Since the techniques used to make beads are simply a miniaturized version of those used to make pottery, I've been wondering for some time why we don't see more wheel thrown beads. So I decided to make a batch of wheel thrown beads and find out if it was a viable bead making technique. To start with, several slender, hollow, cylindrical forms like those used for spouts or goblet stems were thrown off of a hump of clay. I made them as ornate as possible in their silhouettes intending to slice them apart into several beads each. Slicing them in this fashion produced a group of rather chunky beads that looked a lot like miniature pots to me. The smallest of them was an inch in diameter and 3/4(2cm) of an inch long.I got bored with these rather quickly and began altering the forms of the beads by stroking, elongating and flaring them with my fingers. This is essentially a pinching technique. Turning the beads on their sides produced an even more interesting form. From there the bead's forms became more and more distorted, sculptural and seashell like through various pinching techniques. I found that the thrown porcelain provided an excellent matrix for pinching as there were no hesitation points and inconsistencies in the clay as there would have been if the form had been hand built to begin with. (The seams in hand-built forms tend to make knots and inconsistencies in the clay if one later tries to pinch or throw the hand built clay form.) Many of these pinching techniques are discussed in a book called Finding One's Way with Clay by Paulus Berensohn.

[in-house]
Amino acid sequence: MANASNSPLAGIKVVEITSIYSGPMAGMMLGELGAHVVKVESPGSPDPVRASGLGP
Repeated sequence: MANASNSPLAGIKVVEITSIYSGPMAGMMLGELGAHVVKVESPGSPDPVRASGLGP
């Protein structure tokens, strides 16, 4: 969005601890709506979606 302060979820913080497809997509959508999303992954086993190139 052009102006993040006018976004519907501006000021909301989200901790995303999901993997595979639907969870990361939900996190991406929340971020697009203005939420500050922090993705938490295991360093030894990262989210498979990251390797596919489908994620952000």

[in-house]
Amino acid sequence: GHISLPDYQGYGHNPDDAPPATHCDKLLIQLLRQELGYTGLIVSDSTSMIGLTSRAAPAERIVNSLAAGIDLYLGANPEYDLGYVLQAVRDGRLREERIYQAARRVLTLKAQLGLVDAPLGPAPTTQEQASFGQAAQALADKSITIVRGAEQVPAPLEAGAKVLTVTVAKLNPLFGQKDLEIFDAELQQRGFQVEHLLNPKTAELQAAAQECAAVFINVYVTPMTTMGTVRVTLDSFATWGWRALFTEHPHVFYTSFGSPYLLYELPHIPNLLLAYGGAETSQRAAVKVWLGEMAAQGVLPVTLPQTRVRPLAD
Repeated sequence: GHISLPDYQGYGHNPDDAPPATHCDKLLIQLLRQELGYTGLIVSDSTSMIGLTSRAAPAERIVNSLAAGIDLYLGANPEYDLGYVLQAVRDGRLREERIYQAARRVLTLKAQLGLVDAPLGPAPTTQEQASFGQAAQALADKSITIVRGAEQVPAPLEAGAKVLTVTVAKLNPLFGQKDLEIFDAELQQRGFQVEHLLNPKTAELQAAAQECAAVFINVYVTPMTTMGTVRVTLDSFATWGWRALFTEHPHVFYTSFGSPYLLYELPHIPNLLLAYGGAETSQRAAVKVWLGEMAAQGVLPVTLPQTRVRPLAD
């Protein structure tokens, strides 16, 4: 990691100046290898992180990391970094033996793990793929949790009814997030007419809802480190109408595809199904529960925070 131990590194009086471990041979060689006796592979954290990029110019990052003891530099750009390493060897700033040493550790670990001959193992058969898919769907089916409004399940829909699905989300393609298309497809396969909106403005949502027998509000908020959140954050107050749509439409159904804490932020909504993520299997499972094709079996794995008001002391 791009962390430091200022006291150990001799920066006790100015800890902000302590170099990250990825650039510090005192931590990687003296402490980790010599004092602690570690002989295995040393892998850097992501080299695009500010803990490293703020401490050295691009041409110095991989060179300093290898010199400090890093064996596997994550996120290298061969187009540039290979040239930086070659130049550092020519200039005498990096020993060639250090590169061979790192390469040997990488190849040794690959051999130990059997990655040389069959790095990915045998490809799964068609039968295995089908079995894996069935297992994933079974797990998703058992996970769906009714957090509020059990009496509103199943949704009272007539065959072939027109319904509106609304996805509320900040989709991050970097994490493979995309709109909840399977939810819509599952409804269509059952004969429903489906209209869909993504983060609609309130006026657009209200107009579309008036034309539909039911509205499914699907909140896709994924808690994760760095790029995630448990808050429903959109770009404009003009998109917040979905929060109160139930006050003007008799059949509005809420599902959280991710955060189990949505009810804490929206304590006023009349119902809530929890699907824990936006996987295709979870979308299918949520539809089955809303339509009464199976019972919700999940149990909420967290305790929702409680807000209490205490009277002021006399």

An album of the process of making these beads has already been uploaded to my facebook page and may be viewed here.... http://www.facebook.com/media/set/?set=a.10150431237615770.355645.207602810769&type=3
And the pictures of the unloading of the kiln load that these beads came out of has also been turned into an album and may be viewed here.. http://www.facebook.com/media/set/?set=a.10150419750115770.353586.207602810769&type=1
If you have any questions please feel free to contact me through facebook, or etsy via PorcelainJazz as well as here.